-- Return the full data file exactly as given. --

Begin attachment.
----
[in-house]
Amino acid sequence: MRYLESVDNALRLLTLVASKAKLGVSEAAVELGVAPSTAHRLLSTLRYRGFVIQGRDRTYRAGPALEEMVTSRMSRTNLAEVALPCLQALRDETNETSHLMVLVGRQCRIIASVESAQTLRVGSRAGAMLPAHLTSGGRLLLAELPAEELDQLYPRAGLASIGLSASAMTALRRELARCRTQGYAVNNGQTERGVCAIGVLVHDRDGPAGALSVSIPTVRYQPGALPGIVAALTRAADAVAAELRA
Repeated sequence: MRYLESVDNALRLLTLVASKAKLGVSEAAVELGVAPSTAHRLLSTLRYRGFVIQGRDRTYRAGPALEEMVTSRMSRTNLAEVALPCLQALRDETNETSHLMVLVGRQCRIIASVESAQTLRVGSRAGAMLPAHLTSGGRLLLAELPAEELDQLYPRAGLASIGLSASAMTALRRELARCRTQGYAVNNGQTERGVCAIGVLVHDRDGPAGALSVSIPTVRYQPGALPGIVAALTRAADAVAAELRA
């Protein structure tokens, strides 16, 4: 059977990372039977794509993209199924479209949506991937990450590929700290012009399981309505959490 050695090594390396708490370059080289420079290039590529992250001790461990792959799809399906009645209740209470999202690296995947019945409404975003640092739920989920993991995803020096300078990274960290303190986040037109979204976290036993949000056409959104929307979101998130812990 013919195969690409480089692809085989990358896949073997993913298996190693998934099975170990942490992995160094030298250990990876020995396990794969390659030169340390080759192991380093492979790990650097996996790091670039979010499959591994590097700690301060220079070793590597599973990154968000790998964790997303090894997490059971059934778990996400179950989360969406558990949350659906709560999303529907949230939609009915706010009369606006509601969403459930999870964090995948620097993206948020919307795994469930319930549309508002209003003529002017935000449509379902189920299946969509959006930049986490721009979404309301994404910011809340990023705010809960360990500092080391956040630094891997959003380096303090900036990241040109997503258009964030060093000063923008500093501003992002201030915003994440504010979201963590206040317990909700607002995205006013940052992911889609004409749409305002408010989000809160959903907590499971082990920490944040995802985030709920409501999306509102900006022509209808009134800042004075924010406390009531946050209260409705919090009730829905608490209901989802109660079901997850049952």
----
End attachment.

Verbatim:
[in-house]
Amino acid sequence: MRYLESVDNALRLLTLVASKAKLGVSEAAVELGVAPSTAHRLLSTLRYRGFVIQGRDRTYRAGPALEEMVTSRMSRTNLAEVALPCLQALRDETNETSHLMVLVGRQCRIIASVESAQTLRVGSRAGAMLPAHLTSGGRLLLAELPAEELDQLYPRAGLASIGLSASAMTALRRELARCRTQGYAVNNGQTERGVCAIGVLVHDRDGPAGALSVSIPTVRYQPGALPGIVAALTRAADAVAAELRA
Repeated sequence: MRYLESVDNALRLLTLVASKAKLGVSEAAVELGVAPSTAHRLLSTLRYRGFVIQGRDRTYRAGPALEEMVTSRMSRTNLAEVALPCLQALRDETNETSHLMVLVGRQCRIIASVESAQTLRVGSRAGAMLPAHLTSGGRLLLAELPAEELDQLYPRAGLASIGLSASAMTALRRELARCRTQGYAVNNGQTERGVCAIGVLVHDRDGPAGALSVSIPTVRYQPGALPGIVAALTRAADAVAAELRA
């Protein structure tokens, strides 16, 4: 059977990372039977794509993209199924479209949506991937990450590929700290012009399981309505959490 050695090594390396708490370059080289420079290039590529992250001790461990792959799809399906009645209740209470999202690296995947019945409404975003640092739920989920993991995803020096300078990274960290303190986040037109979204976290036993949000056409959104929307979101998130812990 013919195969690409480089692809085989990358896949073997993913298996190693998934099975170990942490992995160094030298250990990876020995396990794969390659030169340390080759192991380093492979790990650097996996790091670039979010499959591994590097700690301060220079070793590597599973990154968000790998964790997303090894997490059971059934778990996400179950989360969406558990949350659906709560999303529907949230939609009915706010009369606006509601969403459930999870964090995948620097993206948020919307795994469930319930549309508002209003003529002017935000449509379902189920299946969509959006930049986490721009979404309301994404910011809340990023705010809960360990500092080391956040630094891997959003380096303090900036990241040109997503258009964030060093000063923008500093501003992002201030915003994440504010979201963590206040317990909700607002995205006013940052992911889609004409749409305002408010989000809160959903907590499971082990920490944040995802985030709920409501999306509102900006022509209808009134800042004075924010406390009531946050209260409705919090009730829905608490209901989802109660079901997850049952």